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09, 2019

• Natural forms of pollutants have always been

present in surface waters. Many of the impurities
were washed from the air, eroded from land
surfaces or leached from the soil and found their
WATER PURIFICATION way into surface water. Natural purification
PROCESSES IN NATURAL processes were able to remove or otherwise
render these materials harmless.
SYSTEMS • Human activity increased the amount and
changed the nature of pollutants entering
Settlements → Villages → Towns → Cities

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• Quantity of waste products • Only in recent decades have POLLUTION

CONTROL PROGRAMS been initiated in an
increased until the self – attempt to reduce contaminants discharged
purification capacity of local to bodies of water to the level that the
bodies of water was exceeded. natural purification processes can once
Smaller streams were first again assimilate them.
affected then larger streams and • Self –purification mechanisms of natural
lakes ultimately becoming water systems include: physical, chemical,
and biological processes.

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• Speed and completeness with which • The same physical, chemical and
these processes occur depend on many
variables that are system specific. biological processes that serve to
System variables that have an influence purify natural water systems also
on the natural purification process are: work in engineered systems. In
(a) hydraulic characteristics (b) physical water and wastewater treatment
characteristics of bottom and bank plants, the rate and extent of these
material (c) variations in sunlight (d)
temperature (e) chemical nature of the processes are managed by
natural water controlling the system variables.

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Mar. 09, 2019


natural purification processes is - PURIFICATION OF WATERCOURSES
essential to the understanding 1) Dilution
of • Wastewater disposal practices were based
1)the assimilative capacity of on the premise that “the solution to
pollution is dilution”
surface waters
• It was considered the most economical
2)the operations of engineered means of wastewater disposal and was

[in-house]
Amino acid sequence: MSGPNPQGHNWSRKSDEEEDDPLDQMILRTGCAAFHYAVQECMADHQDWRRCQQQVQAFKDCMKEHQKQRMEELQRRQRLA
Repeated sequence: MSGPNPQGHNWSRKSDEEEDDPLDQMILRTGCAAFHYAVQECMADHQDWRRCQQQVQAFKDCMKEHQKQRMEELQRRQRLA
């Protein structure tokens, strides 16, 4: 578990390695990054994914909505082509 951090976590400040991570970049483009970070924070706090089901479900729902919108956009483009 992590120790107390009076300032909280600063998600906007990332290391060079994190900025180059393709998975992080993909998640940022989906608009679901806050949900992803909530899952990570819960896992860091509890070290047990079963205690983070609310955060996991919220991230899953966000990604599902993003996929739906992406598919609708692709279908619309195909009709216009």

systems considered good engineering practice

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• Although a powerful adjunct to self – • Under present regulations,

cleaning mechanisms of surface water,
its success depends upon discharging maximum allowable loads are
relatively small quantities of waste into set independently of dilution
large bodies of water capacity – only when the
• Growth in population and industrial
activity, with increasing water demand
standard maximum load is
and wastewater quantities precludes violated then dilution capacity is
the use of many streams for dilution of considered.
raw or poorly treated wastewaters

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• The dilution capacity of a stream can be Example:

calculated using the principles of mass balance. If
the volumetric flowrate and the concentration of
1) A treated wastewater enters a stream
a given material are known in both the stream as shown. The concentration of sodium
and waste discharge, the concentration after in the stream at point A is 10 mg/L and
mixing can be calculated as: the flowrate is 20 m3/s. The
CsQs + CwQw = CmQm concentration of sodium in the waste
where: C – the concentration of selected material stream is 250 mg/L and the flowrate is
(in mass/volume) 1.5 m3/s. Determine the concentration
Q – the volumetric flowrate (volume/time) of sodium at point B assuming complete
s, w and m – means stream, waste and
mixture conditions
mixing has occurred.

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Mar. 09, 2019

2) Effluent from a wastewater treatment is

discharged to a surface stream. The
2) Sedimentation and Re – suspension
characteristics of the effluent and stream are as • Suspended solids are one of the most
follows: common water pollutants and in
FLOW BOD5 AMMONIA NITRATE CHLORIDE suspension, solids increase turbidity and
reduce light penetration may restrict the
EFFLUENT 8640 m3/d 25 mg/L 7 mg/L 10 mg/L 15 mg/L photosynthetic activity of plants, inhibit
vision of aquatic animals, interfere with
STREAM 1.2 m3/s 2.1 mg/L 0 mg/L 3.0 mg/L 5.0 mg/L
feeding of aquatic animals that obtain food
Determine the stream characteristics after from filtration and be abrasive to
mixing with the waste has occurred. respiratory structures such as gills of fish.

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Sedimentation - This natural sedimentation is not without

drawbacks. Anaerobic conditions are likely to
– nature’s method of removing develop in sediments and any organics trapped in
suspended particles from a them will decompose, releasing soluble compounds
watercourse and most large solids will into the stream above. Sediments deposit can also
settle out readily in quiescent water. alter streambed by filling up the pore space and
creating unsuitable conditions for the reproduction
Particles in the colloidal size range can of many aquatic organisms. It can also alter its
stay in suspension for long periods of course or hamper navigation activities and it reduce
time though eventually most of these reservoir storage capacities and silt in harbors and
will also settle out. increase flooding due to channel fill – in.

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• Re-suspension of solids is common

in times of flooding or heavy runoff.
Increased turbulence may
resuspend solids formerly deposited
along normally quiescent areas of
stream and carry them for